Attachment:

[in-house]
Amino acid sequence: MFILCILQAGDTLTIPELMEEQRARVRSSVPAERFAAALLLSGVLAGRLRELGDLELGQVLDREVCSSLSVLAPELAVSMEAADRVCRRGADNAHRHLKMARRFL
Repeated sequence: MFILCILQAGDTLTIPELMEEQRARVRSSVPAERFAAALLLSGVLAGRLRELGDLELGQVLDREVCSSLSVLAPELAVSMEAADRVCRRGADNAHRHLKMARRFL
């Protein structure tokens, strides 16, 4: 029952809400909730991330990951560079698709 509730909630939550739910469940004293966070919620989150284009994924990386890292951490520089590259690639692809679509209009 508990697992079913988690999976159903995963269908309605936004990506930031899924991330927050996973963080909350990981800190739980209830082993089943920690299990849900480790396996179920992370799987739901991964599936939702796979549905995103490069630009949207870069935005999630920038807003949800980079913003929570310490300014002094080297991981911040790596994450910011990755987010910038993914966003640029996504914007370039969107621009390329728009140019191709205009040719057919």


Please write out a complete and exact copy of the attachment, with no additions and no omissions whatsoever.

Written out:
[in-house]
Amino acid sequence: MFILCILQAGDTLTIPELMEEQRARVRSSVPAERFAAALLLSGVLAGRLRELGDLELGQVLDREVCSSLSVLAPELAVSMEAADRVCRRGADNAHRHLKMARRFL
Repeated sequence: MFILCILQAGDTLTIPELMEEQRARVRSSVPAERFAAALLLSGVLAGRLRELGDLELGQVLDREVCSSLSVLAPELAVSMEAADRVCRRGADNAHRHLKMARRFL
């Protein structure tokens, strides 16, 4: 029952809400909730991330990951560079698709 509730909630939550739910469940004293966070919620989150284009994924990386890292951490520089590259690639692809679509209009 508990697992079913988690999976159903995963269908309605936004990506930031899924991330927050996973963080909350990981800190739980209830082993089943920690299990849900480790396996179920992370799987739901991964599936939702796979549905995103490069630009949207870069935005999630920038807003949800980079913003929570310490300014002094080297991981911040790596994450910011990755987010910038993914966003640029996504914007370039969107621009390329728009140019191709205009040719057919």